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Handel Keyboard Suites; Joanne Polk Plays Fanny Mendelssohn Hensel

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Handel Keyboard Suites 1: 1 to 4. Philip Edward Fisher, piano. (Naxos 8.572197)

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Anyone noticing the explosion of copyright law issues in the news might ponder the fact that this is not a recent phenomenon. Consider the predicament of George Frideric Handel’s keyboard suites—the so-called “eight great suites”—published in 1720. The composer felt compelled to release them in the wake of illegal, pirated copies of the scores making their way around the world. Lucky listeners now have the chance to hear the first four on piano, played by Philip Edward Fisher, who received his master’s degree from Juilliard in 2006. 

Throughout this set, Handel’s contrapuntal brilliance comes through strongly, helped by Fisher’s exacting rhythmic control and clear articulation. Fast movements are executed with impressive control and occasional ever-so-slight rubato for emphasis. The bubbly second movement Allegro of the Second Suite will bring a smile to all but the most soberly inclined. Yet he brings out the composer’s ability to suddenly touch the heart, such as in the two meditative Adagios in the same suite. In the final one, Fisher emphasizes the wistful Sarabande by deploying a gentle, yearning quality that is irresistible.

The longest of the four, the Third in D minor, deploys a seven-movement structure, and it, too, has a rapt, thoughtful slow movement, a lengthy Air that might be the climax. And although a traditional Allemande and Courante make appearances, Handel adds a short set of variations (Doubles Nos. 1-5), and caps it off with a festive Presto.

Such care and precision bodes well for Volume 2. Although Fisher is known for his affinity for contemporary music, he clearly has the measure of these Baroque gems. And talent aside, he is very well recorded, with lots of detail, by Jonathan Allen of Abbey Road Studios, here working at Birmingham’s Symphony Hall in the U.K.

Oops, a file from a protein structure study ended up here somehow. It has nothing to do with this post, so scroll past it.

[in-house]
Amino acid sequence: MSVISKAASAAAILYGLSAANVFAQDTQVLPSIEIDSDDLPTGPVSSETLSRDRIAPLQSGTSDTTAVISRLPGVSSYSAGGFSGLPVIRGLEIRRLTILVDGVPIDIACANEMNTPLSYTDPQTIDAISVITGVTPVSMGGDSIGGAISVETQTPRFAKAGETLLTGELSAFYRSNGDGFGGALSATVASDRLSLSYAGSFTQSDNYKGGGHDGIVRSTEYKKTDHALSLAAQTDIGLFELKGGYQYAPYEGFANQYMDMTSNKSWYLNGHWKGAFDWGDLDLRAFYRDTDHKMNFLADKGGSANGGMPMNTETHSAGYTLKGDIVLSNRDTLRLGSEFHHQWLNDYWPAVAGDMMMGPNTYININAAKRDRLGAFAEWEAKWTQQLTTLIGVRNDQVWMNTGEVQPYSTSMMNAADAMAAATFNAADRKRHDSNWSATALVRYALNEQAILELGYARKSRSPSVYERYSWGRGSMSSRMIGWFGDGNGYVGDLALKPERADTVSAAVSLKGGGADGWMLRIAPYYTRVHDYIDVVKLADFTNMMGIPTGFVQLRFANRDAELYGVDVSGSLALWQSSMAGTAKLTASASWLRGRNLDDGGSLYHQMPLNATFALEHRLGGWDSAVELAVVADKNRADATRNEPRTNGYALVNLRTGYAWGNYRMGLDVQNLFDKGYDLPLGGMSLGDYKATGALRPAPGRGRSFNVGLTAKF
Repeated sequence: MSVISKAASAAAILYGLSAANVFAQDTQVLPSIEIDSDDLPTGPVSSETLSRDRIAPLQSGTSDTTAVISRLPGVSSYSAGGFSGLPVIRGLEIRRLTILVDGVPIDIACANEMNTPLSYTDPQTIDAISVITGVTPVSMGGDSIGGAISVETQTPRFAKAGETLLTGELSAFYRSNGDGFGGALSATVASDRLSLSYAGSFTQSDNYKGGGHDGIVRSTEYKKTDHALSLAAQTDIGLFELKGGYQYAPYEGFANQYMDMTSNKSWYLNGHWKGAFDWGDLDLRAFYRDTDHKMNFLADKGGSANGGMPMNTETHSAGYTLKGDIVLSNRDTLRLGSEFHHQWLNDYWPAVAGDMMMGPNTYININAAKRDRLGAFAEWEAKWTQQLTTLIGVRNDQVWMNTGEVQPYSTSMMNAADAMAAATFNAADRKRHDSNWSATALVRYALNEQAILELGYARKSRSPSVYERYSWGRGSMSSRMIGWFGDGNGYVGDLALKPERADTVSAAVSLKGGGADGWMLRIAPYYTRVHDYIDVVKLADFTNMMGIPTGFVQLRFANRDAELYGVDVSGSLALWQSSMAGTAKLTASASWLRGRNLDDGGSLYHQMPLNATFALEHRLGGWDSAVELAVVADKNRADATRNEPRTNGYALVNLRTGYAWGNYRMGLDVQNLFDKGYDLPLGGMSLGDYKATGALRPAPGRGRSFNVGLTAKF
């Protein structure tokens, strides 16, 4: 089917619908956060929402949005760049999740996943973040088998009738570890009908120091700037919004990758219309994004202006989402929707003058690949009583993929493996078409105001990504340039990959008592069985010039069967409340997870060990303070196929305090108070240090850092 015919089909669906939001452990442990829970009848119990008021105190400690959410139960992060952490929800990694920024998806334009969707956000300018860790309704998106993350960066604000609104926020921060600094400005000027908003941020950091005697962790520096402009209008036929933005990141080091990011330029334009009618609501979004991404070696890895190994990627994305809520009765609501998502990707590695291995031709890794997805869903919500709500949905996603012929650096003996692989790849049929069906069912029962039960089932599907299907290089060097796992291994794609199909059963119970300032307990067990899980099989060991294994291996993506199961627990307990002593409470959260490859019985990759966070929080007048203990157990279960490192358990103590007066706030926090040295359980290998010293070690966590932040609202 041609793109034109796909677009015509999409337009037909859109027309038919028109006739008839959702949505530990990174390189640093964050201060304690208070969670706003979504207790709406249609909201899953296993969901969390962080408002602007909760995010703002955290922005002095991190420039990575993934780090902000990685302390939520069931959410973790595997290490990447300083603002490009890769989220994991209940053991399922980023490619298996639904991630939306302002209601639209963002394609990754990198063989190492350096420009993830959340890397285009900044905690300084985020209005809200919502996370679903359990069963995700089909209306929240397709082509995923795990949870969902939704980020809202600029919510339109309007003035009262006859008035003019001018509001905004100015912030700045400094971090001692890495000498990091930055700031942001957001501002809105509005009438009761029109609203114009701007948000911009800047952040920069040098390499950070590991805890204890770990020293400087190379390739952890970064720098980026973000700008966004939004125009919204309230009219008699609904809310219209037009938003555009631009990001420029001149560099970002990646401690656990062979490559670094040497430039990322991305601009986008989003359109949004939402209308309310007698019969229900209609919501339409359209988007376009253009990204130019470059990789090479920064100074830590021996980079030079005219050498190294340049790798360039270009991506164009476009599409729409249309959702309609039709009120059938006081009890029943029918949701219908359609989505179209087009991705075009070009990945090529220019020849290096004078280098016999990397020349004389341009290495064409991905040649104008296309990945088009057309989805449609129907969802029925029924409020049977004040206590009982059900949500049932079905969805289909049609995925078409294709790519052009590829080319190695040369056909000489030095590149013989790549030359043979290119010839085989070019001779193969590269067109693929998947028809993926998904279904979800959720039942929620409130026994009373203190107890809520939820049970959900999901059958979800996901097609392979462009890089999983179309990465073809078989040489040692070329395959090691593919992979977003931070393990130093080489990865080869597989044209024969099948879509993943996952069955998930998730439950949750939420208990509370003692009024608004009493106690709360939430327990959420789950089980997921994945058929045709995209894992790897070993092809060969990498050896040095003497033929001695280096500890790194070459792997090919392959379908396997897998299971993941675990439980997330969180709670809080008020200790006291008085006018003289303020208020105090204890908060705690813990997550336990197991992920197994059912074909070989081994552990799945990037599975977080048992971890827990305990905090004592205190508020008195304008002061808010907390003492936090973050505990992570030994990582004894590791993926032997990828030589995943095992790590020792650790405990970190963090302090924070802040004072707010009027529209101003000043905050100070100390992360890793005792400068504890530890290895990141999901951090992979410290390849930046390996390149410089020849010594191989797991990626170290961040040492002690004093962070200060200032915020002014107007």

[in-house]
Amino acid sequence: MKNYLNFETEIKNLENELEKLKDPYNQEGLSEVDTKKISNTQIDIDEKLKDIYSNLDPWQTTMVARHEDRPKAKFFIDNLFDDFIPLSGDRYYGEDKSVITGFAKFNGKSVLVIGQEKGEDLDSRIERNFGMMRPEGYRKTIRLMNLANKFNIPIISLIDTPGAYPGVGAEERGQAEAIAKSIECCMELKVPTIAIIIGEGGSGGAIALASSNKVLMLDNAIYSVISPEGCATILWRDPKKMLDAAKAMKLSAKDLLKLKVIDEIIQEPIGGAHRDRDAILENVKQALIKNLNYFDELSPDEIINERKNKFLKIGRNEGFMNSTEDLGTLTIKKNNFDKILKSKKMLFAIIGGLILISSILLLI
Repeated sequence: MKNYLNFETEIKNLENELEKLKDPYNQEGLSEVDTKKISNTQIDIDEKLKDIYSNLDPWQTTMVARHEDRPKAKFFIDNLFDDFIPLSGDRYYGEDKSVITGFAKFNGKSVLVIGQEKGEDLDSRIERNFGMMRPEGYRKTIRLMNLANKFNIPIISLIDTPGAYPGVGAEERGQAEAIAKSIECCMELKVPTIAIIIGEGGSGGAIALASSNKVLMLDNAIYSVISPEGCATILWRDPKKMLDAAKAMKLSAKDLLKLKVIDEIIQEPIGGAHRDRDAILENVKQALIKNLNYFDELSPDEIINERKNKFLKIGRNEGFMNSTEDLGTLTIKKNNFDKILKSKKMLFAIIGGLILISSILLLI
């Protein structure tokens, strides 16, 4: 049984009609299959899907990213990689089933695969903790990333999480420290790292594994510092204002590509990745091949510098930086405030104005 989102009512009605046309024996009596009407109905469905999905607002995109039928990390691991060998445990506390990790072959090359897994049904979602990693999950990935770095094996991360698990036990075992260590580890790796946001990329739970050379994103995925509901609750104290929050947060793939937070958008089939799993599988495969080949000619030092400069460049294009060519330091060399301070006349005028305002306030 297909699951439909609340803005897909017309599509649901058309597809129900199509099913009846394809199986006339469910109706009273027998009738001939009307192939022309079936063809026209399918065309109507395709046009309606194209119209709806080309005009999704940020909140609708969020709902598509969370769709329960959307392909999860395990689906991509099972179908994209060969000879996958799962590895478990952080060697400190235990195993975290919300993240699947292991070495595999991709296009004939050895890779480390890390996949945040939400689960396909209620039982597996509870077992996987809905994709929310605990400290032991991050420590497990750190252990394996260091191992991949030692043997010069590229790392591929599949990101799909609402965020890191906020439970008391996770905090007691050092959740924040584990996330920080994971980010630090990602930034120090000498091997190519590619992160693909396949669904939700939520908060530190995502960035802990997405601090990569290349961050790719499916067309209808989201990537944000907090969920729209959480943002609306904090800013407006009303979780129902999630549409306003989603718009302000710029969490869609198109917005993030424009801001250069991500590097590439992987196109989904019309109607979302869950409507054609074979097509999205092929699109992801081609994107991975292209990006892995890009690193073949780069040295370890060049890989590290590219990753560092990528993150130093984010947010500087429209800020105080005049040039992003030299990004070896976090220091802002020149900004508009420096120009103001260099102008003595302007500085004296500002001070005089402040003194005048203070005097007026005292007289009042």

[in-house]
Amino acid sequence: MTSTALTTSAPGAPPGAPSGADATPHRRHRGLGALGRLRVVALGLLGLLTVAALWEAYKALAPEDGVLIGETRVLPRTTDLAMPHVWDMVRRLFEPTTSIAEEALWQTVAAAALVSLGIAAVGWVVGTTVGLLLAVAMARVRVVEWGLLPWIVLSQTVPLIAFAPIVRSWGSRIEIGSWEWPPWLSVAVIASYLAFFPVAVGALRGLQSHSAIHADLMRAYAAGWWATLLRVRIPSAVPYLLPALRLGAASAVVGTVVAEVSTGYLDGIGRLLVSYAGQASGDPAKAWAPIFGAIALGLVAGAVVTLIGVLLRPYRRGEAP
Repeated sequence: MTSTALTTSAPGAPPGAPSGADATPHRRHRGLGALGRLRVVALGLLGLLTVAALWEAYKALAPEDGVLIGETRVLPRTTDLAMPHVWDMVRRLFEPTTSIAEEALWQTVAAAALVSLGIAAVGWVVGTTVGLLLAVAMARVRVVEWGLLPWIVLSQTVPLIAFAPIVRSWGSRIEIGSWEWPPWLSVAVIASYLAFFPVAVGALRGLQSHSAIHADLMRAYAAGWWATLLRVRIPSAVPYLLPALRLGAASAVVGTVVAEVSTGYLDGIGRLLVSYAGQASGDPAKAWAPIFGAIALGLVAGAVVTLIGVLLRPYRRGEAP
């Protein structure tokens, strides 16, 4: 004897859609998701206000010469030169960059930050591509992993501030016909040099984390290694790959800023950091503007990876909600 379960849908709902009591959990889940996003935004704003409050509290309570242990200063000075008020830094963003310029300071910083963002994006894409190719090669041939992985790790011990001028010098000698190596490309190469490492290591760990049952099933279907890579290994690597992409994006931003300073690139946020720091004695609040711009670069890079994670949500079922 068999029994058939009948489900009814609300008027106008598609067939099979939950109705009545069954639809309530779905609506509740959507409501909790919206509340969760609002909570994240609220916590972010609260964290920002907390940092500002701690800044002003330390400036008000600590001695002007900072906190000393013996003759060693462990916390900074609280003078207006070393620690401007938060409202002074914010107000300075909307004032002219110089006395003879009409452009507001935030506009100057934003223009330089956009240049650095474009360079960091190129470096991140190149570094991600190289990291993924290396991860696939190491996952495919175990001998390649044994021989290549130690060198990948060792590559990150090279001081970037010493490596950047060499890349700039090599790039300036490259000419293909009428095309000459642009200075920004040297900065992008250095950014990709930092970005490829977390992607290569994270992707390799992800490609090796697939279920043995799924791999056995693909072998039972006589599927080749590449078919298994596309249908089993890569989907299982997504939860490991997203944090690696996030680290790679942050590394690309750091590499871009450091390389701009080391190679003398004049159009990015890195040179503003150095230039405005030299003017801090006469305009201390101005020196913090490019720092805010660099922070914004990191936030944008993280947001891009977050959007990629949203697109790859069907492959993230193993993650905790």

Joanne Polk Plays Fanny Mendelssohn. (Newport Classic NCD 60180/2)

One could be forgiven, stumped trying to name female composers of the early 19th century—since there weren’t that many. Fanny Mendelssohn Hensel (1805-47, and sister of Felix Mendelssohn) ultimately surmounted more obstacles than gender (notably, anti-Semitism) before she decided to remain a composer. How lucky we are that she prevailed, since she left a substantial legacy: more than 450 pieces, including some 125 for piano.

Pianist Joanne Polk, who received both her bachelor’s and master’s degrees from Juilliard, made a big splash in the late 1990s with her cycle of the complete works of Amy Beach, and also recorded some of Clara Schumann’s lieder with soprano Korliss Uecker. Here Polk proves a similarly persuasive advocate in this two-disc set with a substantial sampling of Hensel’s solo piano music, starting with the Songs for Pianoforte. All show the composer’s expertise with the instrument, and I found the sixth, a tango, humorously sly. The first disc is rounded out by three Lyrische Klavierstücke, and a trio of short études, charmingly shaped.

The second disc is equally pleasurable, starting with Four Roman Piano Pieces, influenced by Hensel’s 1839 trip to Italy, which by all accounts gave her compositional career a much-needed boost. The Virtuosic Piano Pieces show Hensel manifesting the family’s love of song, while creating instrumental challenges that truly tax the performer’s abilities. Each one is filled with elaborate arpeggios, flourishes, and note-happy stretches that are not for the timid. 

But perhaps the most surprising aspect for most listeners will be discovering Hensel’s music itself. (Later this month, Juilliard is providing an unusual opportunity to do just that, in a three-concert series of her chamber, vocal, and piano music, performed by doctoral candidates at the School.) Anyone who admires her brother’s work will discover that she shares his gift for melody—overflowing in this well-chosen collection—as well as an unerring sense of proportion and balance. The ever-popular recital hall at SUNY Purchase gives Polk predictably winning sound, engineered by Lawrence Kraman.

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